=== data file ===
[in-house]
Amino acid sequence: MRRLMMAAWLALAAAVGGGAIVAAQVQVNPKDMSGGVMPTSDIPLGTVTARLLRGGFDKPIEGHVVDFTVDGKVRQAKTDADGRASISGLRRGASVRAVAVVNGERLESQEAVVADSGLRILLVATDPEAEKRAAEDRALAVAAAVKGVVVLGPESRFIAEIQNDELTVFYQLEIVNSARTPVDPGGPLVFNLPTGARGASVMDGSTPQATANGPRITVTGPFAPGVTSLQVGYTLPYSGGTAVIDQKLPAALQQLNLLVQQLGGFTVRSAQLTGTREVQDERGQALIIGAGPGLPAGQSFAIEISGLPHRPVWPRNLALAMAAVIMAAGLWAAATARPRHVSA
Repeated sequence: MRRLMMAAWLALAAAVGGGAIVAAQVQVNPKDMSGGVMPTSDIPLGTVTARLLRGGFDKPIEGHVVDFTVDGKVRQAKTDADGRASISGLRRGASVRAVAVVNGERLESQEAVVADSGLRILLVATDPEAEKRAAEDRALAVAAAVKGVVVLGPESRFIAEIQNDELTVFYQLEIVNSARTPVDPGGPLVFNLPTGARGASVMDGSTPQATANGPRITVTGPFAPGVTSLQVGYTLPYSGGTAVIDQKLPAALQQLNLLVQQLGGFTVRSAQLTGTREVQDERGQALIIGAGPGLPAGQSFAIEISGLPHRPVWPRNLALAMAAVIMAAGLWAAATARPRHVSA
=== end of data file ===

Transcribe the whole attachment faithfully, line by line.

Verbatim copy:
[in-house]
Amino acid sequence: MRRLMMAAWLALAAAVGGGAIVAAQVQVNPKDMSGGVMPTSDIPLGTVTARLLRGGFDKPIEGHVVDFTVDGKVRQAKTDADGRASISGLRRGASVRAVAVVNGERLESQEAVVADSGLRILLVATDPEAEKRAAEDRALAVAAAVKGVVVLGPESRFIAEIQNDELTVFYQLEIVNSARTPVDPGGPLVFNLPTGARGASVMDGSTPQATANGPRITVTGPFAPGVTSLQVGYTLPYSGGTAVIDQKLPAALQQLNLLVQQLGGFTVRSAQLTGTREVQDERGQALIIGAGPGLPAGQSFAIEISGLPHRPVWPRNLALAMAAVIMAAGLWAAATARPRHVSA
Repeated sequence: MRRLMMAAWLALAAAVGGGAIVAAQVQVNPKDMSGGVMPTSDIPLGTVTARLLRGGFDKPIEGHVVDFTVDGKVRQAKTDADGRASISGLRRGASVRAVAVVNGERLESQEAVVADSGLRILLVATDPEAEKRAAEDRALAVAAAVKGVVVLGPESRFIAEIQNDELTVFYQLEIVNSARTPVDPGGPLVFNLPTGARGASVMDGSTPQATANGPRITVTGPFAPGVTSLQVGYTLPYSGGTAVIDQKLPAALQQLNLLVQQLGGFTVRSAQLTGTREVQDERGQALIIGAGPGLPAGQSFAIEISGLPHRPVWPRNLALAMAAVIMAAGLWAAATARPRHVSA